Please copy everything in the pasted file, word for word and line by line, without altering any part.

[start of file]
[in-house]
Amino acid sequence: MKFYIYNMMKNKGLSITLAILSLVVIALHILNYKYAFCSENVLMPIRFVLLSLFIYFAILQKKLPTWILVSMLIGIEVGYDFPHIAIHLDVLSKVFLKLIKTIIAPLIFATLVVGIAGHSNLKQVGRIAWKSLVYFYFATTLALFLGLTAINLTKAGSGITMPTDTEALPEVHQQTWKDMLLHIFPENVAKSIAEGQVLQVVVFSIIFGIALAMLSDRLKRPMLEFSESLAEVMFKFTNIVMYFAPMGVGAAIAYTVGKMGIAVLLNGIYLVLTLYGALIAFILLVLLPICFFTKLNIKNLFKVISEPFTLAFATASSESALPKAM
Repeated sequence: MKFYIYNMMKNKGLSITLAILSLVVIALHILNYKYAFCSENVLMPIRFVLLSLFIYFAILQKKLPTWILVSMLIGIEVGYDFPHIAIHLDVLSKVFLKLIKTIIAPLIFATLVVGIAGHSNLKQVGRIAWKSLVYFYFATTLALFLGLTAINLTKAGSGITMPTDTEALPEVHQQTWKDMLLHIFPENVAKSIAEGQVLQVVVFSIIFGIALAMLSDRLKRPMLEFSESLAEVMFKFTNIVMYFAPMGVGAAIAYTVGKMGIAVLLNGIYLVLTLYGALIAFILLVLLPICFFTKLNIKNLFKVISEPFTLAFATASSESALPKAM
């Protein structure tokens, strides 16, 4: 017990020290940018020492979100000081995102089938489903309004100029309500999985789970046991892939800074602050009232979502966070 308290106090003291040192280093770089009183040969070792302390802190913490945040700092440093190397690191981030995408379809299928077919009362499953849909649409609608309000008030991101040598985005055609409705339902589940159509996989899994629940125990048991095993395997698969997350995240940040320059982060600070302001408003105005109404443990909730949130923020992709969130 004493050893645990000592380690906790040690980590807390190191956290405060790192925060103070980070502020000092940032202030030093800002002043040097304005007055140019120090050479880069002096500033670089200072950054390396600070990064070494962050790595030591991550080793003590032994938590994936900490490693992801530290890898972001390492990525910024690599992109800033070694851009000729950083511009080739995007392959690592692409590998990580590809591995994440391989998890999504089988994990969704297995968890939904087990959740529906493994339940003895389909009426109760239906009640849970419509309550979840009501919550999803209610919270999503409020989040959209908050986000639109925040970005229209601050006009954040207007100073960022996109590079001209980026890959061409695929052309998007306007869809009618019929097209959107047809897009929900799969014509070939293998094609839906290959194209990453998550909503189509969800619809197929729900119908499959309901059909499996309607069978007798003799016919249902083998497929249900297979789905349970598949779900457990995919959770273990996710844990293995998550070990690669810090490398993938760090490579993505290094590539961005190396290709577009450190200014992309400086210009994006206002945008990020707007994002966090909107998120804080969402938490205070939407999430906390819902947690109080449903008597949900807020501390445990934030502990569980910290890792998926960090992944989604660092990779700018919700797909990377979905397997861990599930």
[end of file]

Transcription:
[in-house]
Amino acid sequence: MKFYIYNMMKNKGLSITLAILSLVVIALHILNYKYAFCSENVLMPIRFVLLSLFIYFAILQKKLPTWILVSMLIGIEVGYDFPHIAIHLDVLSKVFLKLIKTIIAPLIFATLVVGIAGHSNLKQVGRIAWKSLVYFYFATTLALFLGLTAINLTKAGSGITMPTDTEALPEVHQQTWKDMLLHIFPENVAKSIAEGQVLQVVVFSIIFGIALAMLSDRLKRPMLEFSESLAEVMFKFTNIVMYFAPMGVGAAIAYTVGKMGIAVLLNGIYLVLTLYGALIAFILLVLLPICFFTKLNIKNLFKVISEPFTLAFATASSESALPKAM
Repeated sequence: MKFYIYNMMKNKGLSITLAILSLVVIALHILNYKYAFCSENVLMPIRFVLLSLFIYFAILQKKLPTWILVSMLIGIEVGYDFPHIAIHLDVLSKVFLKLIKTIIAPLIFATLVVGIAGHSNLKQVGRIAWKSLVYFYFATTLALFLGLTAINLTKAGSGITMPTDTEALPEVHQQTWKDMLLHIFPENVAKSIAEGQVLQVVVFSIIFGIALAMLSDRLKRPMLEFSESLAEVMFKFTNIVMYFAPMGVGAAIAYTVGKMGIAVLLNGIYLVLTLYGALIAFILLVLLPICFFTKLNIKNLFKVISEPFTLAFATASSESALPKAM
């Protein structure tokens, strides 16, 4: 017990020290940018020492979100000081995102089938489903309004100029309500999985789970046991892939800074602050009232979502966070 308290106090003291040192280093770089009183040969070792302390802190913490945040700092440093190397690191981030995408379809299928077919009362499953849909649409609608309000008030991101040598985005055609409705339902589940159509996989899994629940125990048991095993395997698969997350995240940040320059982060600070302001408003105005109404443990909730949130923020992709969130 004493050893645990000592380690906790040690980590807390190191956290405060790192925060103070980070502020000092940032202030030093800002002043040097304005007055140019120090050479880069002096500033670089200072950054390396600070990064070494962050790595030591991550080793003590032994938590994936900490490693992801530290890898972001390492990525910024690599992109800033070694851009000729950083511009080739995007392959690592692409590998990580590809591995994440391989998890999504089988994990969704297995968890939904087990959740529906493994339940003895389909009426109760239906009640849970419509309550979840009501919550999803209610919270999503409020989040959209908050986000639109925040970005229209601050006009954040207007100073960022996109590079001209980026890959061409695929052309998007306007869809009618019929097209959107047809897009929900799969014509070939293998094609839906290959194209990453998550909503189509969800619809197929729900119908499959309901059909499996309607069978007798003799016919249902083998497929249900297979789905349970598949779900457990995919959770273990996710844990293995998550070990690669810090490398993938760090490579993505290094590539961005190396290709577009450190200014992309400086210009994006206002945008990020707007994002966090909107998120804080969402938490205070939407999430906390819902947690109080449903008597949900807020501390445990934030502990569980910290890792998926960090992944989604660092990779700018919700797909990377979905397997861990599930």